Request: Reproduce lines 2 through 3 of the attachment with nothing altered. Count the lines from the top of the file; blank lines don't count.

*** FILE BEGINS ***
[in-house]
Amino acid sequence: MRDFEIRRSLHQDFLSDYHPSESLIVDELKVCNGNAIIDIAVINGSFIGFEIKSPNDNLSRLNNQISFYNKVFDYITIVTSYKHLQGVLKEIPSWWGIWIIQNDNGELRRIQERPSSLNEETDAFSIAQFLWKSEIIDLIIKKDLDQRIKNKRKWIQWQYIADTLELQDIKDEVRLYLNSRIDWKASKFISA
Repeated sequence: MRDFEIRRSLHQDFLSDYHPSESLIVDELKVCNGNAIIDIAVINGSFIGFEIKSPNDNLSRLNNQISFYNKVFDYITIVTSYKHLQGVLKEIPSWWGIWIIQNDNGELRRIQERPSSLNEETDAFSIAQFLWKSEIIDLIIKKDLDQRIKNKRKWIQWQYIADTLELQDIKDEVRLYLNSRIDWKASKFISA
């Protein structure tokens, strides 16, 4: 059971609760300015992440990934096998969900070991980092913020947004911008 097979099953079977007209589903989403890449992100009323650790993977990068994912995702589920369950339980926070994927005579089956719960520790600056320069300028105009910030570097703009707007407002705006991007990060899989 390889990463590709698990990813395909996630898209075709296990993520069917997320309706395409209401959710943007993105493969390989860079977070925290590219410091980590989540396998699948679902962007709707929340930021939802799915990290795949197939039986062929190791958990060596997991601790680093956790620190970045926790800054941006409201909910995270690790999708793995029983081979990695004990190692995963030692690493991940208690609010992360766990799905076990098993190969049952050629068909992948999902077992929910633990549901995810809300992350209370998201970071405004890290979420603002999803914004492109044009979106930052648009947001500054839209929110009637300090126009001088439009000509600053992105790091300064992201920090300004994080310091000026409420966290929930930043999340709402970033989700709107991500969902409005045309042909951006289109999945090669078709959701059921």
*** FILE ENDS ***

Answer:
Amino acid sequence: MRDFEIRRSLHQDFLSDYHPSESLIVDELKVCNGNAIIDIAVINGSFIGFEIKSPNDNLSRLNNQISFYNKVFDYITIVTSYKHLQGVLKEIPSWWGIWIIQNDNGELRRIQERPSSLNEETDAFSIAQFLWKSEIIDLIIKKDLDQRIKNKRKWIQWQYIADTLELQDIKDEVRLYLNSRIDWKASKFISA
Repeated sequence: MRDFEIRRSLHQDFLSDYHPSESLIVDELKVCNGNAIIDIAVINGSFIGFEIKSPNDNLSRLNNQISFYNKVFDYITIVTSYKHLQGVLKEIPSWWGIWIIQNDNGELRRIQERPSSLNEETDAFSIAQFLWKSEIIDLIIKKDLDQRIKNKRKWIQWQYIADTLELQDIKDEVRLYLNSRIDWKASKFISA